Wednesday, March 8, 2017

Why Revival Is Needed To Make America Great Again

Everyone has an opinion about how to make America great again. Many people on both sides of the political spectrum seem to think that the way to solve America’s problems is to elect a president, any president, of their own party. In reality, if we want to make America great again, the movement must start at the bottom, not at the top. Making America great again will most likely require repentance and a spiritual revival.
Contrary to the beliefs of most people, the president’s power is limited. Presidents can issue Executive Orders, but we have seen how such decrees can be limited by the courts and Congress. Even in cooperation with Congress, the federal government can only nibble around the edges of one of the largest problems facing the United States, that of entitlements.
Entitlement spending is a ticking time bomb. Entitlements have been increasing since the New Deal era and now make up 65 percent of federal spending according to the National Priorities Project. Entitlements are mandatory spending that fall outside the normal appropriations process and include such programs as Social Security, Medicare, Medicaid, the Supplemental Nutrition Assistance Program (food stamps) and veteran’s benefits.
In 2015, Social Security and federal health spending programs made up 60 percent of the federal budget. Military spending accounted for only 16 percent by comparison. The problem extends to state governments as well. Medicaid spending alone, much of it mandated by the federal government, makes up 30 percent of the budget of Texas and a fifth to a quarter of the budgets of many other states.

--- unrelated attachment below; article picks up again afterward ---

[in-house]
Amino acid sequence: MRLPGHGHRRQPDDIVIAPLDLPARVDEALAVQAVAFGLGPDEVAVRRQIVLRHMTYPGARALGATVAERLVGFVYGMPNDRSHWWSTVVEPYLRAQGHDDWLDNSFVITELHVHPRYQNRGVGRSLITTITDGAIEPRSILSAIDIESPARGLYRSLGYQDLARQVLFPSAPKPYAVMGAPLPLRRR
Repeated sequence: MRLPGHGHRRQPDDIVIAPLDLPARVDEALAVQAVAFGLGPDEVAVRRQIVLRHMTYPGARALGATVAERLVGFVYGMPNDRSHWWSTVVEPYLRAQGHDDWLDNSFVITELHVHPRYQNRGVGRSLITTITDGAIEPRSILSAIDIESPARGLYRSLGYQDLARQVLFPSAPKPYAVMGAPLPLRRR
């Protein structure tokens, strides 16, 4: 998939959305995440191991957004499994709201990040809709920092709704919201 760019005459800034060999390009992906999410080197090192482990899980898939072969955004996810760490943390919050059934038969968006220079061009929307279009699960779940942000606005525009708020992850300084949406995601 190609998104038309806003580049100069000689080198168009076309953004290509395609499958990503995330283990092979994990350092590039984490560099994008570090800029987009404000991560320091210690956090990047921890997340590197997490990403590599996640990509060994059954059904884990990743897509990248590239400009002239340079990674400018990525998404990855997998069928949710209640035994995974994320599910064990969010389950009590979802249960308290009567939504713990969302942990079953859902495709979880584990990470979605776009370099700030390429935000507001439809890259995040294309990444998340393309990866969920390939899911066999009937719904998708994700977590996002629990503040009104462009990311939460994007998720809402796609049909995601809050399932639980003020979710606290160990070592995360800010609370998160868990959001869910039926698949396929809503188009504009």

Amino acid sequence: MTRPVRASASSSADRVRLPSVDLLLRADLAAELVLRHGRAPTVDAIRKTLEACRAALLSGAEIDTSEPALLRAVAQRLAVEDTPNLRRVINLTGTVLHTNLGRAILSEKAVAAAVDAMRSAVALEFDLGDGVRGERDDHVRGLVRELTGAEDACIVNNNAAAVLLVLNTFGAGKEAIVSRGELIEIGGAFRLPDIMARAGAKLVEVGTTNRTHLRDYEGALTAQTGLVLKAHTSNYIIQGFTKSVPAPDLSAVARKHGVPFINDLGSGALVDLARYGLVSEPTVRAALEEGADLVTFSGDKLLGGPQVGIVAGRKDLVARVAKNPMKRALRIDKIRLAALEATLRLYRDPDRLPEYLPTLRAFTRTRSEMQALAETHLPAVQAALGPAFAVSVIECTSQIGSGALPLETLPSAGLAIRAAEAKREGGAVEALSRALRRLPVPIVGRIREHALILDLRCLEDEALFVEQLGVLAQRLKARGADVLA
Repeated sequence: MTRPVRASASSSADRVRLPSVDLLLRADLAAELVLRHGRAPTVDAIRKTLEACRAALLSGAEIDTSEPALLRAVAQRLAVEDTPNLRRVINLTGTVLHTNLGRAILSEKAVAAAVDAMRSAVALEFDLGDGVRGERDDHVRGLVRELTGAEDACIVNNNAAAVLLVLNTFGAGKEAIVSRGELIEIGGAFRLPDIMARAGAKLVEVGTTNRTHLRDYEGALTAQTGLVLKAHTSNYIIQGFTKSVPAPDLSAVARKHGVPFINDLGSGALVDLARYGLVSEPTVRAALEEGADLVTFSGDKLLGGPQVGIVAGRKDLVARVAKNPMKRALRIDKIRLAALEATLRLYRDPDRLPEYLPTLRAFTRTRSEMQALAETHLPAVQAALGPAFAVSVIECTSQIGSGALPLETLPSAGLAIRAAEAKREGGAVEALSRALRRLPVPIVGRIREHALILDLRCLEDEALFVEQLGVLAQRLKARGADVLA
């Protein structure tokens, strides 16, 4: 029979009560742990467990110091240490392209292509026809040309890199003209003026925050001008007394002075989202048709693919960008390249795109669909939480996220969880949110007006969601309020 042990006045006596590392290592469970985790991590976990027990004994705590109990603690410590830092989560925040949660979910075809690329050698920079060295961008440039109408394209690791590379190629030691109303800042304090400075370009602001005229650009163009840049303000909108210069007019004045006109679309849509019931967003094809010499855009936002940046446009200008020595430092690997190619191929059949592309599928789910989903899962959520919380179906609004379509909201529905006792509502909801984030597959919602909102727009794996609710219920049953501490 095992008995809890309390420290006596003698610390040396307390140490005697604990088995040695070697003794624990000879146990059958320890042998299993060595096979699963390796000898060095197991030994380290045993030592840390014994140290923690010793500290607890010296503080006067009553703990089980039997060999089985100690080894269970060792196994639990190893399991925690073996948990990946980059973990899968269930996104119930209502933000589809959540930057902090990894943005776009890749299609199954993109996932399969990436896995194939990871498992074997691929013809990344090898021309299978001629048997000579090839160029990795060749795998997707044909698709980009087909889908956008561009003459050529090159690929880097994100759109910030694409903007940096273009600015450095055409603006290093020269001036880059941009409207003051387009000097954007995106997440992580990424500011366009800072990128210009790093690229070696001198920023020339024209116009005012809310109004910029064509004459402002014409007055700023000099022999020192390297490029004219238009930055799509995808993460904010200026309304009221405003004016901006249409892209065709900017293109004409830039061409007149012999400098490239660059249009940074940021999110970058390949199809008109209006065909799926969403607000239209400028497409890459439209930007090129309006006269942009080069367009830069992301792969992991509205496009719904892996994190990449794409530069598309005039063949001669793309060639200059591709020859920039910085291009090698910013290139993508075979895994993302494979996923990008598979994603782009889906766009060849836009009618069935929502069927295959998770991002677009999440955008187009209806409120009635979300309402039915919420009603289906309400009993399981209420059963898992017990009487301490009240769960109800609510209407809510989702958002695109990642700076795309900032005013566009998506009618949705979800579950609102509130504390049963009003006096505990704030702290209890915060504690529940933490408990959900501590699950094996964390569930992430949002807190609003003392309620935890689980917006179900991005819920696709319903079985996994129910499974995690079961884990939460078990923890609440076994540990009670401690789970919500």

What does entitlement spending have to do with spiritual revival? Entitlement spending has exploded in past decades largely because of the decay of the American family. Unsurprisingly, charts showing the increase of entitlement spending match closely with charts showing the divorce rate and the rise of out-of-wedlock childbearing.
Children from single-parent families are more likely than children from intact families to live in poverty, abuse drugs or alcohol and drop out of school. In a vicious cycle, they are also more likely to have their own children outside of marriage.
Read the rest from David Thornton HERE.

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